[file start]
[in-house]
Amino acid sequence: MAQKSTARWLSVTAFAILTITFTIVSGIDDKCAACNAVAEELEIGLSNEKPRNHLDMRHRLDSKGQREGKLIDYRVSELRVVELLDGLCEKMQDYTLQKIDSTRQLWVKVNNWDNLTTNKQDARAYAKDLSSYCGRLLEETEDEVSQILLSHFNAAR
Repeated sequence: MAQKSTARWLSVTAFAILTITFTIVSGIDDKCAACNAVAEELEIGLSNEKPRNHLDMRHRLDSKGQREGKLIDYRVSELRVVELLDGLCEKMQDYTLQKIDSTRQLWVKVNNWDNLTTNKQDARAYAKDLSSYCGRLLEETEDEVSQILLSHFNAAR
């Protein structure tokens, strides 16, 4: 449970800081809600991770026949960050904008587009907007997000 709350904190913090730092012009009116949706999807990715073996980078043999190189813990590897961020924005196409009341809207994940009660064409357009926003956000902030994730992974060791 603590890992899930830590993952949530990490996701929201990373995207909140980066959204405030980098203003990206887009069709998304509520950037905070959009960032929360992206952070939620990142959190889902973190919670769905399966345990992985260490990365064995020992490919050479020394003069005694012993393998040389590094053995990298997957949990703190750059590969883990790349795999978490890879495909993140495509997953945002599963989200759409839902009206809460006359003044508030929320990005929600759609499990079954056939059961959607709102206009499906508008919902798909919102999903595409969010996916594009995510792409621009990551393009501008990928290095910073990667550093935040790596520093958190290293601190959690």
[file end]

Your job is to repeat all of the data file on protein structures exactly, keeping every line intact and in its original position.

[in-house]
Amino acid sequence: MAQKSTARWLSVTAFAILTITFTIVSGIDDKCAACNAVAEELEIGLSNEKPRNHLDMRHRLDSKGQREGKLIDYRVSELRVVELLDGLCEKMQDYTLQKIDSTRQLWVKVNNWDNLTTNKQDARAYAKDLSSYCGRLLEETEDEVSQILLSHFNAAR
Repeated sequence: MAQKSTARWLSVTAFAILTITFTIVSGIDDKCAACNAVAEELEIGLSNEKPRNHLDMRHRLDSKGQREGKLIDYRVSELRVVELLDGLCEKMQDYTLQKIDSTRQLWVKVNNWDNLTTNKQDARAYAKDLSSYCGRLLEETEDEVSQILLSHFNAAR
């Protein structure tokens, strides 16, 4: 449970800081809600991770026949960050904008587009907007997000 709350904190913090730092012009009116949706999807990715073996980078043999190189813990590897961020924005196409009341809207994940009660064409357009926003956000902030994730992974060791 603590890992899930830590993952949530990490996701929201990373995207909140980066959204405030980098203003990206887009069709998304509520950037905070959009960032929360992206952070939620990142959190889902973190919670769905399966345990992985260490990365064995020992490919050479020394003069005694012993393998040389590094053995990298997957949990703190750059590969883990790349795999978490890879495909993140495509997953945002599963989200759409839902009206809460006359003044508030929320990005929600759609499990079954056939059961959607709102206009499906508008919902798909919102999903595409969010996916594009995510792409621009990551393009501008990928290095910073990667550093935040790596520093958190290293601190959690």